Sturgeon demands PM’s resignation after Supreme Court ruling
The First Minister spoke out after judges found the decision to suspend Parliament was unlawful.
Nicola Sturgeon has demanded Boris Johnson resign as Prime Minister after judges at the UK’s highest court unanimously ruled his decision to suspend Parliament was unlawful.
The 11 Supreme Court justices agreed on Tuesday that the five-week prorogation in the run-up to Brexit was “void and of no effect”.
As well as calling for Mr Johnson to step down, she demanded the UK Government make clear it will not take the UK out of the EU without a deal on October 31.
— Nicola Sturgeon (@NicolaSturgeon) September 24, 2019
Following that, Ms Sturgeon said there should be a general election as it is “impossible to have confidence in this Prime Minister or the Government he leads”.
In a statement to MSPs at Holyrood, the First Minister said the Prime Minister’s actions in proroguing Parliament unlawfully “shames his office, it shames the UK Government, it shames the Conservative Party”.
Ms Sturgeon said: “It was Boris Johnson who took the decision to prorogue Parliament.
“It was Boris Johnson who acted unlawfully, and I do not say this lightly, but it is Boris Johnson who must now resign.”
She added: “It is of course possible for a Prime Minister to continue in office if they are unpopular.
“It is even possible for a Prime Minister to survive in office if they are not competent.
“But no Prime Minister should believe they can act with impunity and remain in office when they have acted unlawfully in the manner and in the circumstances set out so clearly by the Supreme Court today.”
A No 10 source has already said: “The PM will not resign following the judgment.”
Ms Sturgeon responded: “The view that he should resign today is not just about politics – it should be the conclusion of anyone who believes parliamentary democracy, accountability and the rule of law matter.”
Following the landmark verdict, the Scottish Tories’ acting leader Jackson Carlaw told MSPs the UK Government has to accept the decision.
Speaking after Nicola Sturgeon addressed the Scottish Parliament, Mr Carlaw said: “Today’s judgment by the Supreme Court is as profound as any made by any court in my political lifetime.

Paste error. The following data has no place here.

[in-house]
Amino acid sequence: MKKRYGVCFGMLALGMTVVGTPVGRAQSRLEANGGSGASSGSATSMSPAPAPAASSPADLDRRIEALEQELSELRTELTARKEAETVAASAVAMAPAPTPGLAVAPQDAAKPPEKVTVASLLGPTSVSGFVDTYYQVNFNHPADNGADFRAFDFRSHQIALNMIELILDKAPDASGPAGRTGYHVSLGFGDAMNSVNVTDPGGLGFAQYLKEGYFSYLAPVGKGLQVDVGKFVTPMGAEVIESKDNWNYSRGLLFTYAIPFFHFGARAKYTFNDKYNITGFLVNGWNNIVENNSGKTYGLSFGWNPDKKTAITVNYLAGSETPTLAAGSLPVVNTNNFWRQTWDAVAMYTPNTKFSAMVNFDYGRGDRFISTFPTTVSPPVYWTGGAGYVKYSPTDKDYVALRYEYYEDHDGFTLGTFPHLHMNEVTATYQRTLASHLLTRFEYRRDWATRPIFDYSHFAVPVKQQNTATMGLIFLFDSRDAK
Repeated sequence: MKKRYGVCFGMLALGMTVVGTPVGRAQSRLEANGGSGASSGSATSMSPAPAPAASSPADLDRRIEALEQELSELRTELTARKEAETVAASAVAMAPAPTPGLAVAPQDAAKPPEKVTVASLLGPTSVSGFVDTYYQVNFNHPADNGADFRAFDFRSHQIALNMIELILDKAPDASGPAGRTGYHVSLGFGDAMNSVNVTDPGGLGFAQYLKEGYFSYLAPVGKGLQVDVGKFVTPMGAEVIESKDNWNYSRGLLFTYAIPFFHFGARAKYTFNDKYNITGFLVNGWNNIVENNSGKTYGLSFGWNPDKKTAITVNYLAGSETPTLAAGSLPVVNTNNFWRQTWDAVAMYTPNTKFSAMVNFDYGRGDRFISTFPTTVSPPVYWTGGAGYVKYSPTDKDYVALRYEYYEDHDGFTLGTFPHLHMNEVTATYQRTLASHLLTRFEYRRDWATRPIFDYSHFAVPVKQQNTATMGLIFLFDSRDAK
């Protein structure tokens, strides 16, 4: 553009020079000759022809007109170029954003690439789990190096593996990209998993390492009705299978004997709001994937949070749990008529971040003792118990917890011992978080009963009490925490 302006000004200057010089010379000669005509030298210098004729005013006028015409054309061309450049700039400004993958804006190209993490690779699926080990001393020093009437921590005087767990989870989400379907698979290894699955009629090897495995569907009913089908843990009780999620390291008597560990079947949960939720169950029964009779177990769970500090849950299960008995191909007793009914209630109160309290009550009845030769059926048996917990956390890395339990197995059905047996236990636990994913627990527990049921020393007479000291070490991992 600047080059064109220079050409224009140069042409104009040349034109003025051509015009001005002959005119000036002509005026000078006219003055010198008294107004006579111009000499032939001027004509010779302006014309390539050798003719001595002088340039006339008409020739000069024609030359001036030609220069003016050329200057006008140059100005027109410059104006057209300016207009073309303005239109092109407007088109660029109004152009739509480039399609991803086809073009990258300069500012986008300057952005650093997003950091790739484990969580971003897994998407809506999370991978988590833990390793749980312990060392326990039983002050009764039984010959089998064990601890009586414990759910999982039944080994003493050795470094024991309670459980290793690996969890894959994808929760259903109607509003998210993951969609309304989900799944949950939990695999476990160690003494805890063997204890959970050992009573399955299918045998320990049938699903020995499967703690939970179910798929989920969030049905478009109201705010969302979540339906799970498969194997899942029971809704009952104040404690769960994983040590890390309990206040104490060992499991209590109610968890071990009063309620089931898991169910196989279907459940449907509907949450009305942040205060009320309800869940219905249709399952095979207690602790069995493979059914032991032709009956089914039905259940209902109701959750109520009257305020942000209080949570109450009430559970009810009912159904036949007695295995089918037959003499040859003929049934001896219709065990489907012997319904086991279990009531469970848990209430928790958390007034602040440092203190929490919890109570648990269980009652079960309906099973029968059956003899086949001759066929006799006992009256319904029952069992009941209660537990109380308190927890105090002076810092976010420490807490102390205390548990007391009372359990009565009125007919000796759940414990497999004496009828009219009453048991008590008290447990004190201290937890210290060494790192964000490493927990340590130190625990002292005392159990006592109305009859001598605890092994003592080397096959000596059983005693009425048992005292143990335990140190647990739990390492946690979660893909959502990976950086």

“The judgment of the courts must be respected by Government, all the more so when it may not like the result.
“The judgment clearly upholds the principle that government is subject to the will of parliament and that parliament is therefore not subject to the will of government – an important consideration for each of us in every parliament.”
Mr Carlaw, who is standing in as leader following the resignation of Ruth Davidson, urged MPs to work to get a deal with the EU, and asked Ms Sturgeon whether the SNP would vote for a hypothetical Brexit deal negotiated with European leaders.
Scottish Labour’s Alex Rowley added to the calls for Mr Johnson’s resignation, arguing his actions have shown “contempt for democracy” and describing the prorogation of Parliament as “an abuse of power by the Prime Minister”.
Ms Sturgeon replied: “I don’t think we should allow the extraordinary nature of what the Supreme Court has said, and the significance of that, to somehow be normalised in the midst of the chaos that the UK and UK politics has descended into.
“This is an unprecedented judgment, it is truly historic.
“The Prime Minister has been found to have acted unlawfully in a manner and circumstances that I think makes his continued tenure as Prime Minister unthinkable.
“I think that if he has any honour then he will tender his resignation in light of this judgment.”
Scottish Greens MSP Patrick Harvie said the UK “now has a rogue Government which cannot in any respect be expected to respect democracy and the rule of law”.
He added: “He is someone who throughout his career has shown contempt for the truth, he has shown contempt for Parliament, he has shown contempt for devolution and – even though it’s out of character for me to stand up for the Queen – he’s shown contempt for a monarchy that he professes to believe in.”